By Colin McGuire, ProWrestling.net Staffer (@McGMondays)
Taped August 21, 2022 in Los Angeles, California at The Vermont Hollywood
Streamed September 17, 2022 on New Japan World
Ian Riccaboni checked in with Alex Koslov on commentary to run down the card. We are on the Fighting Spirit Unleashed Tour and this is the second week of it.
1. Adrian Quest vs. Peter Avalon. The two locked up and traded control for a few moments. Avalon worked a head-lock, but Quest came back with a flurry of moves, including a corkscrew elbow. Things slowed down when Quest sunk in a head-lock of his own. Quest moved to Avalon’s arm. Both wrestlers landed chops before Avalon began work on Quest’s knee.
Avalon threw Quest to the outside and posed. Avalon hit a chop and rolled Quest back into the ring. Once inside, Quest landed a couple chops, but Avalon cut him off by going back to Quest’s leg and then hitting a back suplex for a two-count. Avalon put Quest on the top rope and tried to lift him, but Quest worked his way out to avoid more damage to his knee.
Quest and Avalon traded elbows in the middle of the ring. The elbows ended when Avalon dropkicked Quest’s knee, but Quest fired up and landed a standing shooting-star press for a two-count. Avalon rolled to the outside, where Quest landed a springboard dive onto Avalon. Back inside the ring, Avalon sunk in his Golden Arch while posing, but Quest made it to the ropes for a break. Avalon fired up and hit a series of kicks before going to the second rope and attempting a swinging DDT. Avalon countered, however, and hit the Martini Knees for the win.
Peter Avalon defeated Adrian Quest via pinfall in 8:52.
McGuire’s Musings: This was a solid match and the best I’ve seen both wrestlers work in quite some time. I’ve been of the belief that Avalon has deserved more in AEW than Dark matches and BTE skits and he proved that hypothesis correct. Quest, meanwhile, hasn’t shown this much fire on Strong … ever, really. Not knowing who would most likely come out of it the winner helped things, too, as Quest sold his comebacks with so much fervor, I almost had to believe he would pull it out. Alas, it was not to be, and that’s OK because both guys came out of the match looking better than they did going into it. A very nice outing for all involved.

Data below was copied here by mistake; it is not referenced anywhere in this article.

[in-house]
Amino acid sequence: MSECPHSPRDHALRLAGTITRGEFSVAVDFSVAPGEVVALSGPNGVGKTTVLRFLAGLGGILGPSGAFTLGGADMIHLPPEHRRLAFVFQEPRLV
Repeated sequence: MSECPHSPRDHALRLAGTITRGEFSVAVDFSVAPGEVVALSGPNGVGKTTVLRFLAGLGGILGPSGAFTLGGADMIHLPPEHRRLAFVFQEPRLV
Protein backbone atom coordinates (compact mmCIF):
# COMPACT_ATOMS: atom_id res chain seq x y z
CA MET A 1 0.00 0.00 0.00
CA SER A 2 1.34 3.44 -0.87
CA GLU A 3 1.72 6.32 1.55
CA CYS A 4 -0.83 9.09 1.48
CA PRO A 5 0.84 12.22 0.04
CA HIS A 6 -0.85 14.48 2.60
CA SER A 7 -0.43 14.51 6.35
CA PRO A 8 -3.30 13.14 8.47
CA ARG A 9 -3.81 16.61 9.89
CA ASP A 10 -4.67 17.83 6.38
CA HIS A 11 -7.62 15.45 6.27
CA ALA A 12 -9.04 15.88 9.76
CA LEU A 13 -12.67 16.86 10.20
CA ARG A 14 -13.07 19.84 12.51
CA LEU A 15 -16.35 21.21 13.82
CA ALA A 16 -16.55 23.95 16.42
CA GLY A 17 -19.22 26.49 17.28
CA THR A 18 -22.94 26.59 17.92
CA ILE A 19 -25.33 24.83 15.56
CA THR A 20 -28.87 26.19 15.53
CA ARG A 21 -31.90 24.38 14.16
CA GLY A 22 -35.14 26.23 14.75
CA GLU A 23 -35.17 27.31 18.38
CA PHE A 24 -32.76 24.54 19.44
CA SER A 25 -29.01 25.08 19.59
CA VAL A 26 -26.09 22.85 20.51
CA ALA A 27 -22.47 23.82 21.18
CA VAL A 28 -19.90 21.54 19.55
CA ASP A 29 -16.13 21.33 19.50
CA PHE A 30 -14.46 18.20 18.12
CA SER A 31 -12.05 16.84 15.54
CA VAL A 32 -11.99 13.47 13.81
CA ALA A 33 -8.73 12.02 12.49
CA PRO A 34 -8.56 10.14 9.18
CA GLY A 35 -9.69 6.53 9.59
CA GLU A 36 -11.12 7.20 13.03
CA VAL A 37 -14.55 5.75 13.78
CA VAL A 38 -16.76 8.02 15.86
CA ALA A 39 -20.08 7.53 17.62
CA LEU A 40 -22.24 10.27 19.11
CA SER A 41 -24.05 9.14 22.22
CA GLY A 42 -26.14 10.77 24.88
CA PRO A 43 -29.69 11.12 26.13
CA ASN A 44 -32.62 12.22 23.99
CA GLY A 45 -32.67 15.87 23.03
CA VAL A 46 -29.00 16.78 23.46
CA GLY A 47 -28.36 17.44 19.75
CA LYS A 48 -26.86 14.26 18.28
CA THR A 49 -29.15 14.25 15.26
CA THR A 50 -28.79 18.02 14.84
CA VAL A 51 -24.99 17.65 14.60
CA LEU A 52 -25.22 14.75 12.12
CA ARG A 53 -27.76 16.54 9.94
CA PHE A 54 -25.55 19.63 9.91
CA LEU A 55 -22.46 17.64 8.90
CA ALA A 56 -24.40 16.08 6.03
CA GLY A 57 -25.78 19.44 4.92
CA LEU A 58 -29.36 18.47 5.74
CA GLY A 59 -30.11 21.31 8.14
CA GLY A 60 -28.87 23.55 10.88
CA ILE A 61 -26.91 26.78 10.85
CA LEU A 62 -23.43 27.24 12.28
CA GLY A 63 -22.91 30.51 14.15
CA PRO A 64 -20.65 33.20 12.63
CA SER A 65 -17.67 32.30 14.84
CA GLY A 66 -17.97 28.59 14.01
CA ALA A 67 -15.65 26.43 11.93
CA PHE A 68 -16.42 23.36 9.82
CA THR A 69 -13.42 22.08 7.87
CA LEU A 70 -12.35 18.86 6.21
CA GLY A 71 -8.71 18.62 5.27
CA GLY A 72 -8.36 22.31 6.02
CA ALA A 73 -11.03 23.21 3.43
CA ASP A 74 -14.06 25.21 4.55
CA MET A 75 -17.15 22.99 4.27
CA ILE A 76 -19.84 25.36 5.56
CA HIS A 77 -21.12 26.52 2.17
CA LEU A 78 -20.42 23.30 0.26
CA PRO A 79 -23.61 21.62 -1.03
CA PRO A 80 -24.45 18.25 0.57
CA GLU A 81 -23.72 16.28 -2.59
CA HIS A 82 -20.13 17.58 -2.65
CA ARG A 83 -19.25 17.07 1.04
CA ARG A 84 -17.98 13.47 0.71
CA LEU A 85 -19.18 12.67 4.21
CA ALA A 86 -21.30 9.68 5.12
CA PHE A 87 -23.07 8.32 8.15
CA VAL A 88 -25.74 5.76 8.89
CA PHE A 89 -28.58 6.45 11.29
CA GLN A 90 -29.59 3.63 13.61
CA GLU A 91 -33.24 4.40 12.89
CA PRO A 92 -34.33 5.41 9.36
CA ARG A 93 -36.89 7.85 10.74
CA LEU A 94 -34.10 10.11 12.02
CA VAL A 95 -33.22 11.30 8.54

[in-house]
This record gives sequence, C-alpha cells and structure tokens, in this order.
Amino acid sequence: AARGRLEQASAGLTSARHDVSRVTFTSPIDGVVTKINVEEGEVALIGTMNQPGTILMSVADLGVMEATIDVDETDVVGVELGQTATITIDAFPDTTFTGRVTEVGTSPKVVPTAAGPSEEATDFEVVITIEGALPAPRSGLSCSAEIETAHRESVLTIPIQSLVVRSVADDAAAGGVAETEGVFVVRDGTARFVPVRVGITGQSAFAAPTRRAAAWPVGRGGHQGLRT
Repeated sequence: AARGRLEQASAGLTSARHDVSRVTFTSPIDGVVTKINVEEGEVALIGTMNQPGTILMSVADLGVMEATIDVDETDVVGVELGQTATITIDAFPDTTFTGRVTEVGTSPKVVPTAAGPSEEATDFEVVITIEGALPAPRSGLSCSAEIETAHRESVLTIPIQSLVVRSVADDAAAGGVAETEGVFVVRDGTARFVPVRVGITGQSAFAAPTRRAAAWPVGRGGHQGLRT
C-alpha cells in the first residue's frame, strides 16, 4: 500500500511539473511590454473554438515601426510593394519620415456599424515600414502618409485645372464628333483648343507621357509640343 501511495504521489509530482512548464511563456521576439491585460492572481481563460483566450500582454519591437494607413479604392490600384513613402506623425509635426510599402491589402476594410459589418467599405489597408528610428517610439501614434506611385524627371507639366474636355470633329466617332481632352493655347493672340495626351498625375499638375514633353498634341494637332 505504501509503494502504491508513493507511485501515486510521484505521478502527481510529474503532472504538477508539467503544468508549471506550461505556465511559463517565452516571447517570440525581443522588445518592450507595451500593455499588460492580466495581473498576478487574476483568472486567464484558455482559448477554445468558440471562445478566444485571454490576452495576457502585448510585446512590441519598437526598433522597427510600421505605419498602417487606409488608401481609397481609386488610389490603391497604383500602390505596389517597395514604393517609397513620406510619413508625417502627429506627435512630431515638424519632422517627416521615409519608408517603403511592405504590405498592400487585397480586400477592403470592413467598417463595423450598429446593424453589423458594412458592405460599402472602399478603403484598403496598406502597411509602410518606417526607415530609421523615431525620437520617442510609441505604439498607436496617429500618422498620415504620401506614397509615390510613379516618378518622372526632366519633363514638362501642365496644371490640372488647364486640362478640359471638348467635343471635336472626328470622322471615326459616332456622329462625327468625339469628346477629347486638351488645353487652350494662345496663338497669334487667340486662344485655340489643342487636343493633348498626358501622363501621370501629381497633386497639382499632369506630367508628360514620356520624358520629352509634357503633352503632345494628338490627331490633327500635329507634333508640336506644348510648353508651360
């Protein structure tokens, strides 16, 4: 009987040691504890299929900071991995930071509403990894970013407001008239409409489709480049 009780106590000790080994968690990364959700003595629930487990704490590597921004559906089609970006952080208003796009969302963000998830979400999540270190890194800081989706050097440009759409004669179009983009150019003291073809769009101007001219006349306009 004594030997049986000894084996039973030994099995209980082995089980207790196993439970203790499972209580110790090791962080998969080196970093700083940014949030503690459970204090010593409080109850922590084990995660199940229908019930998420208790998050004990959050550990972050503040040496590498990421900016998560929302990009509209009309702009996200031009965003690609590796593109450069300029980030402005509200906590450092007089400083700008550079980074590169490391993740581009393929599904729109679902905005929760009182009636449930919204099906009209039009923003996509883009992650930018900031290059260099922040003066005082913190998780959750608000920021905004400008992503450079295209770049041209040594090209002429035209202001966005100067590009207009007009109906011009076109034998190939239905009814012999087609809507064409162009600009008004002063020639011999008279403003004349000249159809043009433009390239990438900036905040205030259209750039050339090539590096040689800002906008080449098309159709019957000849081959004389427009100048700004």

2. Jordan Cruz and Cody Chun vs. “Filthy” Tom Lawlor and JR Kratos. Lawlor and Chun began the match and they traded quick moves before Chun posed a little. Lawlor came back to work an ankle lock and then a Grapevine until Chun made it to the ropes for a break. Kratos tagged in and punched Chun. Kratos stomped on Chun’s chest repeatedly.
All four men ended up in the ring and Kratos slammed both opponents at the same time in an impressive spot. Lawlor and Kratos posed. Lawlor tagged in and kicked Chun’s back. The fans chanted “one more time,” and Lawlor obliged. Chun fired up and landed a couple chops, but Lawlor cut him off with a forearm. Still, Chun and Cruz hit chops on Lawlor and it led to Cruz tagging into the match for the first time.
Cruz kept momentum and went for a splash in a corner, but Lawlor caught Cruz and slammed him. Lawlor kind of toyed with Cruz, but Cruz came back with a series of elbows and uppercuts. Cruz and Chun double-teamed Lawlor. Cruz and Chun hit an inverted 3D and got a two-count out of it. Cruz tried a suplex, but Lawlor countered into a front face-lock. Cruz collapsed before Lawlor hit a half Gotch piledriver.
Kratos and Chun tagged in and Kratos got the best of Chun at first, but Chun came back. The comeback didn’t last long because Kratos threw Chun across the ring and then shoulder-tackled him to oblivion. Kratos then landed a Straitjacket for the win.
“Filthy” Tom Lawlor and JR Kratos defeated Cody Chun and Jordan Cruz via pinfall in 9:54.
McGuire’s Musings: This was a lot of fun and Cruz and Chun looked so much better than they looked when they’ve appeared on Strong in the past. Even Riccaboni mentioned their history near the beginning of the match and their history wasn’t much to write home about. But here, even though they spent a lot of time on the unfortunate end of various beatings, they looked formidable and like a tag-team that could stay as a tag-team if they want to make a run at the Strong tag titles. As for Team Filthy … what’s not to love? Lawlor is NJPW Strong’s face, its bonafide star, and he has so much fun with that status each time he comes to the ring. I’m interested to see if Team Filthy eventually makes a run at the tag titles because between Lawlor and Kratos and the West Coast Wrecking Crew, there’s no reason they can’t be players in that division.